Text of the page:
Happy child, happy parent(s)
Toulouse is paying attention to the early childhood period because having access to the French language and culture from a very young age promotes the integration of newly arrived families and helps their children better integrate the school system.
Manal has noticed the changes in her two-year-old now that he has access to day care. “The little one is learning French better, he is socialising, I see the joy in his eyes when I tell him that he is going to the day care centre. I believe that the first thing to think about is integrating the children.”
I believe that the first thing to think about is integrating the children
That’s also what the city is thinking. By receiving their children, parents will also feel more welcome, and this will break the feeling of isolation and help envisage socio-professional integration.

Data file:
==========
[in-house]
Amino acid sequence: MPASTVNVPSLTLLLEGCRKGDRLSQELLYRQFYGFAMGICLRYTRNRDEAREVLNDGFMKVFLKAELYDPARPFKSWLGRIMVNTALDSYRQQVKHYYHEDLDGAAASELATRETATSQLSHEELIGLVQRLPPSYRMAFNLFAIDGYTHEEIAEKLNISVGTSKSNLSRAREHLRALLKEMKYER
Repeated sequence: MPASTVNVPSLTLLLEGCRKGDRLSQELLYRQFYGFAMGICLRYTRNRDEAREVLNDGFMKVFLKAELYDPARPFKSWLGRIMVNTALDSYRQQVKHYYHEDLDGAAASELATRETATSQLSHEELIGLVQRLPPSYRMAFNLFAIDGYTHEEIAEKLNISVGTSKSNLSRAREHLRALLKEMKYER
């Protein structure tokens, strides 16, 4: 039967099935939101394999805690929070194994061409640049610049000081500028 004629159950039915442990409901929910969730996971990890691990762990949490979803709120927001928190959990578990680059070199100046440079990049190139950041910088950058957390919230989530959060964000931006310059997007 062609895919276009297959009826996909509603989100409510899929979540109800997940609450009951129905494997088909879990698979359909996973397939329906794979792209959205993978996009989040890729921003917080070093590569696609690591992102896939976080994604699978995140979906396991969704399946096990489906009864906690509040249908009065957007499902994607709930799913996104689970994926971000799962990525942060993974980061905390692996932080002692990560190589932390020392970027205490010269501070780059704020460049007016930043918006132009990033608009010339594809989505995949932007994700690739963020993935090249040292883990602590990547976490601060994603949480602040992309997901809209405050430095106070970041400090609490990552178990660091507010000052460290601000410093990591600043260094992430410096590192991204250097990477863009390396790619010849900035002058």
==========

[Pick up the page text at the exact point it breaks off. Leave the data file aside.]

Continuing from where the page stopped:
“Early childhood care means paying attention to all members of the family, from the baby to the adult,” says Laurence Katzenmayer, Deputy Mayor of Toulouse City Council for Early Childhood, Nurseries, Home childcare assistance. “This brings successful integration: integration of the adult parents through their babies.”
“When you arrive, everything is difficult, you are isolated. At first, I felt lonely, and I wanted to go back to Spain,” says Manal. “But afterwards, little by little, if we try to integrate our children and integrate ourselves for classes and all that, we feel better. When I discovered the social centre, it helped me a lot. It changed everything. Getting to know each other, going out, talking.”
Melting Potes expanded
Thanks to the European project VALUES, the Early Childhood Department has decided to collaborate with Melting Potes through two main actions: the implementation of an Early Childhood Referent for the support of allophone families in fragile situations; and the creation of an itinerant children’s and families’ meeting place within accommodation facilities under the guidance of the Early Childhood Referent.